Breakthrough science and innovation

P. Vishwanathan (IWMI)

Taming floods by sending water underground

South Asia

Ninety-five per cent of all the people worldwide affected by floods and droughts live in Asia. The Ganges River Basin, in India and Bangladesh, is particularly hard hit. Here, around 400 million people live at the mercy of regular floods and droughts, the intensity of which is exacerbated by climate change.

During the rainy season, large volumes of excess water run off the Himalayan mountain range into the Ganges River, often causing great damage downstream. In drier times of the year, people face water shortages, made worse by groundwater extraction to support intensive agriculture.

To help deal with this variability, CCAFS has been working with experts at the International Water Management Institute (IWMI) to develop a means of capturing excess water during rainy periods and store it in natural aquifers underground.

P. Vishwanathan (IWMI)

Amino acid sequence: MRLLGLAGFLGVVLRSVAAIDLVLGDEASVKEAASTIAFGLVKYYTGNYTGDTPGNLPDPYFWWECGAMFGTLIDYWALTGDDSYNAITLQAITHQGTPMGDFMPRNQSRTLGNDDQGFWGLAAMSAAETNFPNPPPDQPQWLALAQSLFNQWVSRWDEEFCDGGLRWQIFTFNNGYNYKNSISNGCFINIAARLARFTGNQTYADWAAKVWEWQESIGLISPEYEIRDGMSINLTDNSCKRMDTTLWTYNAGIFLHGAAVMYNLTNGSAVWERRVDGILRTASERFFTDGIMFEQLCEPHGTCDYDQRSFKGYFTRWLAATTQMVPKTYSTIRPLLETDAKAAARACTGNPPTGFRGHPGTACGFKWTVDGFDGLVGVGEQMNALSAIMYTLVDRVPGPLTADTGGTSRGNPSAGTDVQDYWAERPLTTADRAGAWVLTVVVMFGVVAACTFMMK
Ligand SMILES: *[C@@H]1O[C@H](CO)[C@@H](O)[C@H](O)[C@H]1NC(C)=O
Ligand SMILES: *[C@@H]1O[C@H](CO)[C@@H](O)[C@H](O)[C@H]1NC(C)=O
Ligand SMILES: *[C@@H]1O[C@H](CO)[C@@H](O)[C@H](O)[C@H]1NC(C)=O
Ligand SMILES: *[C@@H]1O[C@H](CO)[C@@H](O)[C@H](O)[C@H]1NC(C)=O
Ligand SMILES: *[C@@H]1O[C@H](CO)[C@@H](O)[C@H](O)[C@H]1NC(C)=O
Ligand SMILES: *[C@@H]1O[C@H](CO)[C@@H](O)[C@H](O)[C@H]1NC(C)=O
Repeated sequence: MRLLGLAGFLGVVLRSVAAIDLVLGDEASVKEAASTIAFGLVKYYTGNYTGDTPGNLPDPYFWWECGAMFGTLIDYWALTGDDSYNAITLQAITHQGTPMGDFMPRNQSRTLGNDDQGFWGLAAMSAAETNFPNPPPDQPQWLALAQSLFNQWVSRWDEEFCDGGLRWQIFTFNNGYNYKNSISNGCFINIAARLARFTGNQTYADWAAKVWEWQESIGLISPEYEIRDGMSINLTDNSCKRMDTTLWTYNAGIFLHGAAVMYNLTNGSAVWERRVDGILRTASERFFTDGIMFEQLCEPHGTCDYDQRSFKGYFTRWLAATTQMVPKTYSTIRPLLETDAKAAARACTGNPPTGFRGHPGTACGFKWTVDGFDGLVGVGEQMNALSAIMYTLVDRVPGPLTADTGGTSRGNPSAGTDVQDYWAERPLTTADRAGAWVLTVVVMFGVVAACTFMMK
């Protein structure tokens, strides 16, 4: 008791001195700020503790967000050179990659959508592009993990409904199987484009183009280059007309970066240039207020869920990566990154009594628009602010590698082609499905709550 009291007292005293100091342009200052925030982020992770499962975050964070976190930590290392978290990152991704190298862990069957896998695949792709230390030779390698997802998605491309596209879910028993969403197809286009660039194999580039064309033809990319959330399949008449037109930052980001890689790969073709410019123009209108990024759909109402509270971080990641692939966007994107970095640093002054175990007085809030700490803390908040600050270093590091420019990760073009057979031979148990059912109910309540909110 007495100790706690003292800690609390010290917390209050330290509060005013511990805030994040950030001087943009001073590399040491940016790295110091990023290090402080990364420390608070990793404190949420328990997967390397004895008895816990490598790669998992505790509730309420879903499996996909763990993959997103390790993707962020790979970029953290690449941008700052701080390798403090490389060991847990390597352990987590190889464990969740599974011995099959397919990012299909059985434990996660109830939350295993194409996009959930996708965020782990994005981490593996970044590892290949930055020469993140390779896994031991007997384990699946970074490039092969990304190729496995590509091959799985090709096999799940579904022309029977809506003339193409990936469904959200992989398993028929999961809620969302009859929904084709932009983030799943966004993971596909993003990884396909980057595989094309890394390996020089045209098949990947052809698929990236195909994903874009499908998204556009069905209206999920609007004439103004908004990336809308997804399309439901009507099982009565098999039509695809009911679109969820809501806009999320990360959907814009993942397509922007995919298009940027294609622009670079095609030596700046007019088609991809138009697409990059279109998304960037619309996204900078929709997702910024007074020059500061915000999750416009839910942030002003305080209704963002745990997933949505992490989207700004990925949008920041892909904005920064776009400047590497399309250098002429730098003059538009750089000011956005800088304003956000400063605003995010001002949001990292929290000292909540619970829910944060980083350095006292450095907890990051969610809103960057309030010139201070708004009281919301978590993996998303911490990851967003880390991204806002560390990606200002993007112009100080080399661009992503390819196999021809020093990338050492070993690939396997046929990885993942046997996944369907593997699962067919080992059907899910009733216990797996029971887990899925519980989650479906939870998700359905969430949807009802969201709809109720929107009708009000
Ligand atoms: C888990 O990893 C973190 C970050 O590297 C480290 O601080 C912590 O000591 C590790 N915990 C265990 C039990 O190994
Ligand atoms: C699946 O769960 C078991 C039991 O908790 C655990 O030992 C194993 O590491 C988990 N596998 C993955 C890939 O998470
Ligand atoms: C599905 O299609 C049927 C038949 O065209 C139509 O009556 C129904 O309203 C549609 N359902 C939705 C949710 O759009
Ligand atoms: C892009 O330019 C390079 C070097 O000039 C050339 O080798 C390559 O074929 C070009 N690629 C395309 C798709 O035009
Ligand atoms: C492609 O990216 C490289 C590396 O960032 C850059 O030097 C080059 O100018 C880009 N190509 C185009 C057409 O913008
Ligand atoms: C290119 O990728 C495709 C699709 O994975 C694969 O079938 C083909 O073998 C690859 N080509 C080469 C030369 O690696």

The innovation – called the Underground Taming of Floods for Irrigation (UTFI) – was put into action in 2015 in a pilot project near Rampur, in Uttar Pradesh, India. The aim here was to revolutionize flood management while at the same time boosting groundwater stocks for dry season irrigation.

UTFI channels surplus surface water from flood‐prone rivers to a small reservoir, or ‘pond’. Deep wells, drilled into the floor of the pond, allow the water to quickly drain below ground, where it infiltrates the aquifer. This water can then be pumped back up again by farmers during the dry season so they can maintain or intensify their crop production.

“This is an exciting concept which has never really been done before and whose benefits go directly to local and wider communities. Putting [UTFI] into practice will save on the large funds spent each year on relief and restoration efforts of flood victims and on subsidies for groundwater extraction during the non‐rainy season. We hope our approach would tackle the root causes of the problem rather than the consequences.” Paul Pavelic, groundwater specialist at IWMI

From its beginnings in Uttar Pradesh, CCAFS, IWMI and partners aim to scale up UTFI, protecting lives and assets downstream, boosting agricultural productivity and helping poor communities deal with the increasing rainfall variability brought about by climate change.

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